Would you like a slice of joy with that?

I’m familiar with gratitude diaries, giving thanks for my blessings and many other versions of this concept …and … Chade-Meng Tan has just put the icing on the cake, so to speak, in his new book Joy on Demand.

As he describes it: in every day there are tiny moments of joy. Here are just a few of mine: a pinky-orange sunrise, the feel of the sun on my back, the aroma of coffee, the feel of a warm hand in mine, the satisfaction of helping someone, the way my body moves to a well-loved tune, an internet story about people doing good in the world, the athleticism of Roger Federer, (more…)

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Learning Decision Making from Alessi

Explaining the decision making skills of a professional or experienced manager to newcomers to the role, is one of the most difficult challenges I face as a learning designing, and the most satisfying when it is done well. Long ago, I learned that people are frustrated when they hear “it depends” but that’s usually what experienced people offer as an answer.  So even though it’s true – good decisions do depend on assessing a number of factors in the situation – the key is to simplify those factors, without creating simplistic formulae that don’t actually work.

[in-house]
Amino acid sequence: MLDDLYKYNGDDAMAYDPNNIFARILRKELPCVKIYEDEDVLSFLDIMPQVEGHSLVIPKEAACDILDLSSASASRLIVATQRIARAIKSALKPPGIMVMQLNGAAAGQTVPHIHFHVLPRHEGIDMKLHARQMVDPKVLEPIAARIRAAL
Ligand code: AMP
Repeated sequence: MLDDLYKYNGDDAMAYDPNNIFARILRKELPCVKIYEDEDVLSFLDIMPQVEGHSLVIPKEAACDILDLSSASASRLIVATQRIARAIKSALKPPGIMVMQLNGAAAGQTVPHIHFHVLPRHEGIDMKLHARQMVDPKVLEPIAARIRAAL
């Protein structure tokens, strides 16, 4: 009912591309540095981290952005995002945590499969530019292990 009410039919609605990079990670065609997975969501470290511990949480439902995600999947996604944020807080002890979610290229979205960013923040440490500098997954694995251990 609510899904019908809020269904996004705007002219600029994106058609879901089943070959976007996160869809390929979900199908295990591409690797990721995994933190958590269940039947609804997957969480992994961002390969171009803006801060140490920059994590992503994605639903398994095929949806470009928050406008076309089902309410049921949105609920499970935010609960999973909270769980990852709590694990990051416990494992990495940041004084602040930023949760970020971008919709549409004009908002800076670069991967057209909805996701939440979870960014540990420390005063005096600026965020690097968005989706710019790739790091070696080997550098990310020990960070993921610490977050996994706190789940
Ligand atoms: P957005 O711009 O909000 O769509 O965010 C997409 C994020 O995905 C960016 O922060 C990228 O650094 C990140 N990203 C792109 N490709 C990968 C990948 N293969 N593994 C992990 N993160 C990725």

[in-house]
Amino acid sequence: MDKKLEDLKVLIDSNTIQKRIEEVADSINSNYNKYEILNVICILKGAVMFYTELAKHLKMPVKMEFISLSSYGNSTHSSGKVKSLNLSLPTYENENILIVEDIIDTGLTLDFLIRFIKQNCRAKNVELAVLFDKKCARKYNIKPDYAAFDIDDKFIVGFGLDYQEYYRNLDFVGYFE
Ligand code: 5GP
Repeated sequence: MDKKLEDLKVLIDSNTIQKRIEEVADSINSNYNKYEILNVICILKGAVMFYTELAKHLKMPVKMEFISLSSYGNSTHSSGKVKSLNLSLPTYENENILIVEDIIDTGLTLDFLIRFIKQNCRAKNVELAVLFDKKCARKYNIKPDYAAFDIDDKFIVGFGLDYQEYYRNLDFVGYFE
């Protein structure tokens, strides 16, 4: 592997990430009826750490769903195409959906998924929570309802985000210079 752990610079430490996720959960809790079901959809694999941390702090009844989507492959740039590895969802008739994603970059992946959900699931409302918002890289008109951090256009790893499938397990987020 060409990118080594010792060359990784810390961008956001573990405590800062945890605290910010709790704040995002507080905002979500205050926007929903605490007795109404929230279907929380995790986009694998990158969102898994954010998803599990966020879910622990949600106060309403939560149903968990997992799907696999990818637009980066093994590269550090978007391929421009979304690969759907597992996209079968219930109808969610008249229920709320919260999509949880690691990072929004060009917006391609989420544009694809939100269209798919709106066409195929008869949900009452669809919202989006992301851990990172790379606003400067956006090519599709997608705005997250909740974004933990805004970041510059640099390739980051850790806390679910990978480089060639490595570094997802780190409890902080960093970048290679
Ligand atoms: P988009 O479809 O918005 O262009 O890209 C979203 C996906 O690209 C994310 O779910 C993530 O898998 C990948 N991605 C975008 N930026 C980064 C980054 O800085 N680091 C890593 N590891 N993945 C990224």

A recent Fast Company article describes how  Alberto Alessi, the Head of the Alessi design house, analysed over 300 of his “gut feel” decisions to create a mathematical model he called “The Formula”, which predicts the reaction (i.e. likely buying volumes) of customers. (more…)

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Trust in teams – encourage team reasoning

Thanks to Kevin Hogan for alerting me to new research which continues to chip away at the bedrock belief – in economics and management – that we are all selfish.

Researchers, Andrew Colman, Briony Pulford and Jo Rose from the University of Leicester, conducted experiments that show evidence of collective preferences and team reasoning. This contrasts with decision theory and game theory, which fundamentally assume that people will always make decisions to maximise their individual best interests.

The research shows that under certain conditions, people will attempt to maximise the collective benefit, rather than their own personal benefit.

The questions this paper raised for me was – what are the conditions under which people will do this and how can we develop team reasoning in our teams?


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